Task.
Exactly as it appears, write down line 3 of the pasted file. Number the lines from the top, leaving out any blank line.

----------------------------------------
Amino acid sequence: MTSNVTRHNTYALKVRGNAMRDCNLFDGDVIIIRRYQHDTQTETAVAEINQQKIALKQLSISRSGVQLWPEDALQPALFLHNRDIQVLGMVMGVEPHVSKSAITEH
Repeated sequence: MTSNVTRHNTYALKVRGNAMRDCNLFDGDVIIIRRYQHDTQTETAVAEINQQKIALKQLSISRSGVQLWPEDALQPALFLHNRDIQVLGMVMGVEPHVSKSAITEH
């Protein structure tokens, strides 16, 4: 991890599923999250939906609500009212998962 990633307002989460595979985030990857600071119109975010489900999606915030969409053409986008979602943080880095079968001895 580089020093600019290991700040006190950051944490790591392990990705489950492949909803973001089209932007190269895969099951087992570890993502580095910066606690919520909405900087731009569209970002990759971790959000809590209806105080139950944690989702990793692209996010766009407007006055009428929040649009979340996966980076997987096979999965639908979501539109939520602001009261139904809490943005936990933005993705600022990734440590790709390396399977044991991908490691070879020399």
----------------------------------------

């Protein structure tokens, strides 16, 4: 991890599923999250939906609500009212998962 990633307002989460595979985030990857600071119109975010489900999606915030969409053409986008979602943080880095079968001895 580089020093600019290991700040006190950051944490790591392990990705489950492949909803973001089209932007190269895969099951087992570890993502580095910066606690919520909405900087731009569209970002990759971790959000809590209806105080139950944690989702990793692209996010766009407007006055009428929040649009979340996966980076997987096979999965639908979501539109939520602001009261139904809490943005936990933005993705600022990734440590790709390396399977044991991908490691070879020399």